While I do not intend to run these tires on the road, I have
found that many events - even those considered extremely hard
core, require some road travel and I wanted to make sure that
I had done a decent job in getting these mounted properly.
at The Shop Off-Road
Specialist in League City, Texas did a great job balancing
my tires, and I will admit they had to take two of them back
off in order to get them properly centered. This adds emphasis
to following the above steps exactly if you want your tires
mounted correctly on your beadlocks.
was anxious to get out and play, so we took a group out to
a local wheeling spot to see what we could do. The area we
chose to play in is mostly red iron ore covering hard jagged
rock. This would be a great place to test rims designed for
rockcrawling. We might even find a few more challenges as
beadlocks I usually run my TSL Radials at around 11 or 12
lbs. of pressure when on the trail. At 11 lbs. the tire only
begins to flex against the rocks on this steep hill climb
but doesn't grab enough to pull me up.
I lowered the pressure down to around 7 lbs. the tire conformed
much better to the surface of the hill and seemed to grab
a hold and walk me right up.
you notice in the photos, one of my buddies (the picture of
the chrome rim without beadlocks) has the same problem on
the hill. His BFGs are running at 10 lbs. of pressure and
they simply don't grab as well as if he were running at the
lower air pressure. Though not a completely scientific
test, as the tires and the Jeep were different, it was still
evident that running a lower air pressure made a difference
- at least on this obstacle.
spent the rest of the day hammering the tires against as many
rocks as we could find. In the process, we found that the
lower air pressure is also helpful in wooded areas where you
are running over downed logs and stumps, as the tires were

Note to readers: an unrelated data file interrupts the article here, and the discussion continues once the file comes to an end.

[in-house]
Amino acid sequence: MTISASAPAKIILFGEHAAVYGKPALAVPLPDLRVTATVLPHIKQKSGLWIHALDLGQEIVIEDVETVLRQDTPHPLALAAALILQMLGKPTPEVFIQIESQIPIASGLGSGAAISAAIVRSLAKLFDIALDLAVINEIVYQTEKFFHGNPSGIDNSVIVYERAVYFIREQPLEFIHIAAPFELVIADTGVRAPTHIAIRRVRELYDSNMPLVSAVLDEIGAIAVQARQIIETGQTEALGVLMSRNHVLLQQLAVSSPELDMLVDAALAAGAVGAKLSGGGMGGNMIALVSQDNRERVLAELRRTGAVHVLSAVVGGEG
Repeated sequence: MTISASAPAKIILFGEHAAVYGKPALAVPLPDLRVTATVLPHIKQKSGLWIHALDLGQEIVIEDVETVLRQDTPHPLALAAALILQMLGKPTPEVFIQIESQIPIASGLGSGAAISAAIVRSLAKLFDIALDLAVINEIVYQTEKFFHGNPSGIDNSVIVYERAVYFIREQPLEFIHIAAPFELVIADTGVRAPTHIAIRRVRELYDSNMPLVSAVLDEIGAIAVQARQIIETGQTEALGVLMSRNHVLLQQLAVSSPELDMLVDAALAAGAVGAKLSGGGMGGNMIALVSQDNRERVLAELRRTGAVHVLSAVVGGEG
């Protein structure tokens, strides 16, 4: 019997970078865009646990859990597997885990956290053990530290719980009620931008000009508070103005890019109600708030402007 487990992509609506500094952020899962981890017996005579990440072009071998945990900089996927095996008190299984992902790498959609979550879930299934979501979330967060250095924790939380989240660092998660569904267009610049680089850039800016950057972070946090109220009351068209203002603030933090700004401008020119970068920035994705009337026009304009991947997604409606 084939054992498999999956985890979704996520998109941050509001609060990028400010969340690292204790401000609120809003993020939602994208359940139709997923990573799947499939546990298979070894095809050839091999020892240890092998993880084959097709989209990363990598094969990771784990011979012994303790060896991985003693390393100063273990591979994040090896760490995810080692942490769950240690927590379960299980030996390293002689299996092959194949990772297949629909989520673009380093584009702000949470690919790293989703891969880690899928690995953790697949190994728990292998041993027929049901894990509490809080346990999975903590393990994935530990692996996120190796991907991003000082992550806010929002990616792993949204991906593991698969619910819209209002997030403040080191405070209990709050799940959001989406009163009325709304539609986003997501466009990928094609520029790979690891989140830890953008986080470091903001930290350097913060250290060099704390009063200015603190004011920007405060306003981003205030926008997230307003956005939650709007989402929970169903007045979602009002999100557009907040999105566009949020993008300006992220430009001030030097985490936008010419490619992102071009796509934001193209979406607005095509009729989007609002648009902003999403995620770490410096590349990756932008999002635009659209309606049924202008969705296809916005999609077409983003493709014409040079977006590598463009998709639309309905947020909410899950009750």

able to conform better to them. The lower air pressure also
seemed to help in areas where the rock was covered with soupy
mud, as well.
running these beadlocks I can now answer some of the questions
that were raised, and maybe I can even disperse a few myths.
are the positive, intrinsic things I have found. I have more
confidence running lower pressures. I am not worried about
a bead coming off at a bad time (like while climbing a jagged
vertical wall). I also wouldn't be worried in that same situation
if I did lose air pressure because I'm not worried about the
tire coming completely off the rim.
few of the things that I heard as the downside of running
beadlocks I have not experienced with
have heard of problems getting to valve stems because
they are too close to the beadlock and of having it ripped
off when getting caught between rocks and the beadlock
valve stems are up and out of the way, so airing up and
down is as easy as any other rim.
The tires centered fairly easily on the rims and installation
was pretty simple. It took me a weekend to do all five
tires but I only worked on them for a little while each
The rims and tires balanced out and run at street speeds
with no problems (although I would not recommend running
non-DOT Approved rims on your street vehicle).
way these rims are designed, the beadlock bolts are protected
by the rolled rim and some extra material in the shape
of the outer edge. In fact, I found it rather difficult
to get even a scratch on the area around the bolt heads.
beads are held in place with 32 bolts and while that takes
some time to put on, I have not experienced any of them
coming loose. I have checked the torque after each run
and so far nothing has worked loose.
have had no air leaks with these beadlocks. I have
heard this is a problem with many other beadlocks and
purposely checked them everyday for a two week period.
uses threaded inserts that the bolts attach to.
If one of the inserts gets damaged it only requires a
little force to push them out and they can be replaced